She said that instead of focusing only on past conduct, the focus is on past, present, and future conduct, and on collective responsibility of the affected community as well as that of the individual.  Instead of addressing the individual through coercion, punishment, and banishment, which she said are approaches inherent in the adversarial system, peacemaking courts focus on healing, support, understanding, trust, and reintegration back into the family / community.

Peacemaking principles are ancient

These principles and values have been around since ancient times, and reduce recidivism because they hold people accountable and require taking true responsibility for actions through a very clear understanding of their impact on others, Butterwick said.  
 
Also as part of the grant, tribal judges and personnel will come to the county to educate those who’ll be involved in the Peacemaking Court as well as the public.
“So it’s a year of exploration,” said Connors. “In a way, we’re in unchartered waters, but we’re listening to something that’s been done for a long, long time, and from people who have done it.”
 
Connors said he admires a recently retired tribal judge who once told him: “In all my years on the bench, I never ever turned a mind by sitting in my robe from on high and yelling. Every life I’ve ever changed was when I talked to the person out of respect and helped them to find healthy redirection within themselves.”
When Connors accepted the gavel from Judge George Alexander 23 years ago, Alexander looked him in the eye, and said, “Here it is. It’s your work now. Remember: We must be healers of controversy.”
And that, says Connors, is what peacemaking courts are all about.
 “We should live the law because we know it’s the right thing to do,” he said. “We shouldn’t have to hit each other over the head with it. We should come to understand that, `Absolutely. This is the right way to live.’”
 
Legislature created the fund
The Court Performance Innovation Fund was created by the Legislature as part of the FY 2014 budget to supports projects that will improve public service and court performance. 
 
The State Court Administrative Office, the administrative agency of the Michigan Supreme Court, administers the grants.
 
“This is an example of courts working smarter for a better Michigan,” said Chief Justice Robert P. Young, Jr. in a statement. “With these grants, we’re unleashing the trial courts’ creativity. This is research and development funding for the courts. These ideas, if successful, can be emulated by other courts. One court’s innovative idea may be the genesis for a statewide improvement.”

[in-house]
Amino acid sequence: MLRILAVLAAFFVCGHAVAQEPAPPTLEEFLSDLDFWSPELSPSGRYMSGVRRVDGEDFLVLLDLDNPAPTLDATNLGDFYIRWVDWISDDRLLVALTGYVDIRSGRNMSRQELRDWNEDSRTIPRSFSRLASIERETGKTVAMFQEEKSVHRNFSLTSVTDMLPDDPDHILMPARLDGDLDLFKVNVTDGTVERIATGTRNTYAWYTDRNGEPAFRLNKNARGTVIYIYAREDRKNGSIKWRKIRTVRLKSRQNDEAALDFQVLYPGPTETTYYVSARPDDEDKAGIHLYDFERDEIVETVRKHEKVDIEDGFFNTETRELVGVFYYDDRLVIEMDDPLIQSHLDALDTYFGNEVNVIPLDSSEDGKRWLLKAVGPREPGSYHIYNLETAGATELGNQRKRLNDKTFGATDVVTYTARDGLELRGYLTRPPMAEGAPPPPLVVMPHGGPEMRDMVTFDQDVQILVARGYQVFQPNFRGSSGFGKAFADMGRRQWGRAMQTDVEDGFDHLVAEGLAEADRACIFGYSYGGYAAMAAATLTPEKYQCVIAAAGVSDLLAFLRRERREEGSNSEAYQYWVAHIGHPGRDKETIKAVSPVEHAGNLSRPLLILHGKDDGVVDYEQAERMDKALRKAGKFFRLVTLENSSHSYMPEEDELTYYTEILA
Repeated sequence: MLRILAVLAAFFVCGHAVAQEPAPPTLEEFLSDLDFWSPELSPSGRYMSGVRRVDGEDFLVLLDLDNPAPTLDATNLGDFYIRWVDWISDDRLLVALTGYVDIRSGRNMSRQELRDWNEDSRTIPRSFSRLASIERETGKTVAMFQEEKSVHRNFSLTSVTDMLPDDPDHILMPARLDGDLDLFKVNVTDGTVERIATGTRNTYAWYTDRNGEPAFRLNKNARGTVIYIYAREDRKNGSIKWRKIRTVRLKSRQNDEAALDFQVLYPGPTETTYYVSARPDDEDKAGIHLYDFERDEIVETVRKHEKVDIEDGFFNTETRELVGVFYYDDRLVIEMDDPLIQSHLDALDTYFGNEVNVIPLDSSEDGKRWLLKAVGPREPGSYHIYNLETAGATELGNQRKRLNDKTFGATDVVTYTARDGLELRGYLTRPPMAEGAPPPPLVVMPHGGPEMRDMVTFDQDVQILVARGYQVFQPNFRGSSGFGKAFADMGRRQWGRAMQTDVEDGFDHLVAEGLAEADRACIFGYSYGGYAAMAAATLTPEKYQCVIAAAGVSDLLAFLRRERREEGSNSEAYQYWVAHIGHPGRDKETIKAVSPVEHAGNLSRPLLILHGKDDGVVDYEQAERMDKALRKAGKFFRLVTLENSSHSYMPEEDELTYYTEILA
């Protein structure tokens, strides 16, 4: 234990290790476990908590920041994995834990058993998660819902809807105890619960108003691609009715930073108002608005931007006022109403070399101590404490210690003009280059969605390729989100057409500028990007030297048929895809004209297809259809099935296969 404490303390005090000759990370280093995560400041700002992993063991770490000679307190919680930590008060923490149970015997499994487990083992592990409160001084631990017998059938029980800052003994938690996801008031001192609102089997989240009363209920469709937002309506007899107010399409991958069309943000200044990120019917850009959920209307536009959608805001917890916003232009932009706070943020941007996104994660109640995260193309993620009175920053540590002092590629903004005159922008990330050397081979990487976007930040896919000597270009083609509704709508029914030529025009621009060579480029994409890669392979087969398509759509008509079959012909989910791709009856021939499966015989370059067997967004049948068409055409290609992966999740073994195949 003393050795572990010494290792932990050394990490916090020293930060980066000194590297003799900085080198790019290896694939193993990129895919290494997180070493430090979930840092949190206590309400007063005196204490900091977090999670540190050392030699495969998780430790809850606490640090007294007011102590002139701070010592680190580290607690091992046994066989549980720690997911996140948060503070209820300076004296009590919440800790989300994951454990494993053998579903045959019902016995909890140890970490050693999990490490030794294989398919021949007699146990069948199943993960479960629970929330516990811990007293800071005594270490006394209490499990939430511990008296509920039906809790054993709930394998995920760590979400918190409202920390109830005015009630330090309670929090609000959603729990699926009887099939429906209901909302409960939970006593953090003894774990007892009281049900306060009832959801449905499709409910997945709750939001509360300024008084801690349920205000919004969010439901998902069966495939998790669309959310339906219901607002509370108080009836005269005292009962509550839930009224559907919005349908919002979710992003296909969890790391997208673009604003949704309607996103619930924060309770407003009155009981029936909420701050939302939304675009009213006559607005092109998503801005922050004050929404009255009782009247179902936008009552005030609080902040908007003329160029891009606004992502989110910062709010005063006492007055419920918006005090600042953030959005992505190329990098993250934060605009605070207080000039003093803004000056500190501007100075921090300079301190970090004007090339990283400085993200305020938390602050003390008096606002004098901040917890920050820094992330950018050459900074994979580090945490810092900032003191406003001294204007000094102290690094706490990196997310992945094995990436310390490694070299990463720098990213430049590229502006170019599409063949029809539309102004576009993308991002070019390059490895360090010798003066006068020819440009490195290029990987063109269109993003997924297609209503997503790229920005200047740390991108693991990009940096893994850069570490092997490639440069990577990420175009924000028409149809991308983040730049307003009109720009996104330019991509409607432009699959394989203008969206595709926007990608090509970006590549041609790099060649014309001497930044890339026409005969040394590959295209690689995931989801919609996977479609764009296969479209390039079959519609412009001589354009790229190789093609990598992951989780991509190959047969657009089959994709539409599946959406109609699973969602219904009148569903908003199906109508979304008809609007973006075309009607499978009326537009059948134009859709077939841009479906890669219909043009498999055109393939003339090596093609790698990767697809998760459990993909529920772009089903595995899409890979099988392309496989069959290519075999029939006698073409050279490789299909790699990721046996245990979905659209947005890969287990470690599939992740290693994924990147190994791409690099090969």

More projects ahead

Other new projects funded by the grants include:
 
• Human trafficking court (Ypsilanti and Ann Arbor District Courts). Aimed at combating human trafficking, this project involves District Courts 14A, 14B, and 15. Prostitution cases will be reviewed to determine whether the offenders are human trafficking victims; if so, courts will offer services rather than jail time. The courts will also collect human trafficking data, educate the community about human trafficking, and create a model for other courts.
 
• Smart phone apps for court access (Wayne, Oakland, and Macomb Circuit Courts, Grand Rapids District Court, and Wayne Probate Court). These courts will use smartphone interface technology to allow attorneys and parties to check in electronically.
 
• Effective use of social media (Muskegon Circuit Court). The court’s family division will use technology, including Facebook, Twitter, e-mail, and cell phones, to contact parties, including reminding them about court hearings and child support payments.
 
• Automated income tax garnishment (36th District Court, Detroit). The court will streamline its handling of garnishments. Plans include automating income tax garnishment and exchanging data between the Michigan Department of Treasury and the court.